Lastly, making money off the Internet of Things, means there's a lot of waiting involved. Of course, Smartron isn't charging the premium LG and Samsung do, for their IoT products, but consumers still aren't completely sold on IoT. A connected devices future is not far, but it's not happening tomorrow either.
Lingareddy, his compatriots and even Sachin Tendulkar, reiterated that this is an Indian company, trying to take on global giants at their own game. Smartron is not making low-end product, it's aim is to make mid-ranged to premium devices, in whichever segment it goes to. It's an approach that we have all been hoping Micromax, the true Indian giant, would take, but it has failed to do so.
Personally, I've never believed that such a brand philosophy can't come from India. In fact, with the Modi government in power, it was perhaps a matter of time before such a brand came into being. Smartron's true challenge will come in quality of products. For example, while the t.book is a great hybrid, its touchpad is quite difficult to work with, even after the company sent a firmware update. According to the Windows error notice I get, the microphone on the t.phone isn't designed for Cortana, so the voice assistant may not work. Smartron has a guide on its forum, detailing how to get it to work, but such chinks can be dangerous against the goals that Smartron has.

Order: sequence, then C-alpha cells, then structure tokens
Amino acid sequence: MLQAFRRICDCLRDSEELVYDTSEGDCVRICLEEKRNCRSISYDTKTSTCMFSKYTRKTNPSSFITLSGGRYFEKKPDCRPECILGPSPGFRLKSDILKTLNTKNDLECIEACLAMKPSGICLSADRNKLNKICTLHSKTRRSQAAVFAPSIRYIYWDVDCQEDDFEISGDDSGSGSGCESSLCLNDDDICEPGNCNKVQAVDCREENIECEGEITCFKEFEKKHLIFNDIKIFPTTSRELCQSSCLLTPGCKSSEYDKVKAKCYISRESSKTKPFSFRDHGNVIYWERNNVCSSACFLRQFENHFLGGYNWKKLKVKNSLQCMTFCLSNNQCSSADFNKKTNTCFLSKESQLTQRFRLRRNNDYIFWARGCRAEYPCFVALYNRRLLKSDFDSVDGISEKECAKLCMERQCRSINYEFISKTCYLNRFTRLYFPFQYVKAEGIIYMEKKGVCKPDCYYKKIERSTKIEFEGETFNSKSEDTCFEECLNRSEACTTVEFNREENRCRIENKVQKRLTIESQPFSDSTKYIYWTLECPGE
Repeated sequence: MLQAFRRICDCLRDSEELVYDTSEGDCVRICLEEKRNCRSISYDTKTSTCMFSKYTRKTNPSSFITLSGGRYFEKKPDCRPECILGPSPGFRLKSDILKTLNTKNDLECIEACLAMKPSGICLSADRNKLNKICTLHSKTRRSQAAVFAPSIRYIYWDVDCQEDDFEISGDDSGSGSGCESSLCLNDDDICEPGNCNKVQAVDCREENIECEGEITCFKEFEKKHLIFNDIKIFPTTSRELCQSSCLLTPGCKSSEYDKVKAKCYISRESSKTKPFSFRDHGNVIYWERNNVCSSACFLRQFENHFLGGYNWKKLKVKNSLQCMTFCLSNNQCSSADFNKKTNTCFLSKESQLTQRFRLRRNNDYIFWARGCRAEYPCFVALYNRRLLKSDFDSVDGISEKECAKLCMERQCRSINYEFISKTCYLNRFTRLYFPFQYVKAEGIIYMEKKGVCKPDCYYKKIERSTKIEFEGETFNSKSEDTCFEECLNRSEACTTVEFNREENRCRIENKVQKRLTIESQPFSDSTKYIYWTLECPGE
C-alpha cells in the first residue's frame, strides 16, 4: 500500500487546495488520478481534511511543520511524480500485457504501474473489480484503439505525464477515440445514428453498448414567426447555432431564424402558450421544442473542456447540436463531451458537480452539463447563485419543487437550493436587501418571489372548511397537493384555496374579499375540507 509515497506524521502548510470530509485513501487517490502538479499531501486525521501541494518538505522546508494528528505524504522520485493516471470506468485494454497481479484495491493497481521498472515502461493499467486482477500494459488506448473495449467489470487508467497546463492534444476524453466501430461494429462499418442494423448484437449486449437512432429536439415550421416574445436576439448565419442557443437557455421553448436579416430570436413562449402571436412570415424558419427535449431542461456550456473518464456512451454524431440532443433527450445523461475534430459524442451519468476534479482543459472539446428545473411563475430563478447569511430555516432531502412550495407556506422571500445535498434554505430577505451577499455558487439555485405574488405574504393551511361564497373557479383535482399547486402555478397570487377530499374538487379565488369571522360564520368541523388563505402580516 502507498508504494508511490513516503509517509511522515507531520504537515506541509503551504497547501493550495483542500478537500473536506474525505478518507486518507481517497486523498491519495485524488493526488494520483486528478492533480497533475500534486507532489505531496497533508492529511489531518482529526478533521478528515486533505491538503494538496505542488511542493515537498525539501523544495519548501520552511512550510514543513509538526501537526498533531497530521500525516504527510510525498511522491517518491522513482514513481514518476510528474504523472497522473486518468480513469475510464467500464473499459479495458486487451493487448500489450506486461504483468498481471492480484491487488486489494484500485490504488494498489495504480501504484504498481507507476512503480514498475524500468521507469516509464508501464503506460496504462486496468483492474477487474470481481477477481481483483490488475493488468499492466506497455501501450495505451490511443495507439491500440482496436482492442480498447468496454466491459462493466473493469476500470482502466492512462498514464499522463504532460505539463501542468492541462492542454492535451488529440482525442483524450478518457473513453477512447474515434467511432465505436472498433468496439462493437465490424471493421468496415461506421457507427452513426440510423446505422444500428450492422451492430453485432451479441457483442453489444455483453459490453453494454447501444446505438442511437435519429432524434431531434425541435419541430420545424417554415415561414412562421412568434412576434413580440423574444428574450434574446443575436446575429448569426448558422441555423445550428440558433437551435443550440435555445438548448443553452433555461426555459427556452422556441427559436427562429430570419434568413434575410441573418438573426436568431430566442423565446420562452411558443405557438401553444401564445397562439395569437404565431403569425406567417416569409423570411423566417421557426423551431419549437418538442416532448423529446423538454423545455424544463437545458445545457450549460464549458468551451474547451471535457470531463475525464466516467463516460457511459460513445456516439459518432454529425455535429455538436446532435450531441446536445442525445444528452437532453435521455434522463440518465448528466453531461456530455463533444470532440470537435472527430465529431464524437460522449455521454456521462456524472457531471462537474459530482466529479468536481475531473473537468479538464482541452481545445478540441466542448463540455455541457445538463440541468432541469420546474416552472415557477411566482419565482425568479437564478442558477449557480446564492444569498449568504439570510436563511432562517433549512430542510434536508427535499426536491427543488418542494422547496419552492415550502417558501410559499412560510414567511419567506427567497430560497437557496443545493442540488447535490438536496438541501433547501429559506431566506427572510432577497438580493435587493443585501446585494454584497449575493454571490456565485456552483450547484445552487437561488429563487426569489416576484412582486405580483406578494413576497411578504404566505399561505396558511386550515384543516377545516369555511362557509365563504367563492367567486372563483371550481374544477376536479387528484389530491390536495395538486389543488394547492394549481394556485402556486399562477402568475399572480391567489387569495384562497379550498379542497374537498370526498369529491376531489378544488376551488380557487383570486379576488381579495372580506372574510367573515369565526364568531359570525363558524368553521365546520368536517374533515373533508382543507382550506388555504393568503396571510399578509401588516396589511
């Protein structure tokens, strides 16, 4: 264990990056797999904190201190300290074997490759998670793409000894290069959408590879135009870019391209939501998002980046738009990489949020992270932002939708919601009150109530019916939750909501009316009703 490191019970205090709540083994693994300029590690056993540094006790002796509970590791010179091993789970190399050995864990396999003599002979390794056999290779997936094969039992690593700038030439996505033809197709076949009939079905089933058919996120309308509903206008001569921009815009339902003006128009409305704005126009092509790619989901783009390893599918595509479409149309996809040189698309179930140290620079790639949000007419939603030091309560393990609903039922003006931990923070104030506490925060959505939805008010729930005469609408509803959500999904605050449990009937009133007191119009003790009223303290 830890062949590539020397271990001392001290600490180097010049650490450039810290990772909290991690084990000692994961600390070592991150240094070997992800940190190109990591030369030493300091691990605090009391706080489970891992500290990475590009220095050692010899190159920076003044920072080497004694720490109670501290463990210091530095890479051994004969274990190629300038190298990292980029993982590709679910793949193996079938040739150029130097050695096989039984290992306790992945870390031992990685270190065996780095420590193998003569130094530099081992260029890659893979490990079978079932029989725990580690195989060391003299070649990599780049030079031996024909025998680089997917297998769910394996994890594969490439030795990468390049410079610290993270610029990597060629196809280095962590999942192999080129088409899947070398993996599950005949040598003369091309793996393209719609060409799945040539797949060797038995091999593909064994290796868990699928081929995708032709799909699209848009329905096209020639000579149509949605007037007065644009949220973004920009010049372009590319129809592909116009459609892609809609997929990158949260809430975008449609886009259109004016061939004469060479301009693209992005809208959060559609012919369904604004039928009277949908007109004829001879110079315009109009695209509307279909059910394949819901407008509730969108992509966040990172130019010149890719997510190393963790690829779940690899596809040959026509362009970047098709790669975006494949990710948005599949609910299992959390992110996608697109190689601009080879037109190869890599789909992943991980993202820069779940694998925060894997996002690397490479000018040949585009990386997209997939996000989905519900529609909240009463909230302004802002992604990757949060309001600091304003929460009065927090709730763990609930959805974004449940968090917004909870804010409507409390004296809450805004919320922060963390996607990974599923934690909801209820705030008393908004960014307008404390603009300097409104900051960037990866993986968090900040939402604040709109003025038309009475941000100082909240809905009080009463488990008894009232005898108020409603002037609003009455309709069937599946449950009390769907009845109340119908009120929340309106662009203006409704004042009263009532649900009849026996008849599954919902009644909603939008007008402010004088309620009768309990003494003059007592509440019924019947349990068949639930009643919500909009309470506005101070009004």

It'll take a lot of innovative marketing to have consumers get over the Snapdragon 810 vs 820 debate, failing which, will perhaps be the nail in the phone's coffin. I've been using the t.book for over a month now, and on first impressions, I do like the t.phone, too. Smartron is currently talking the talk, but its true test will be in the next 8-10 months, where it has to walk the walk as well.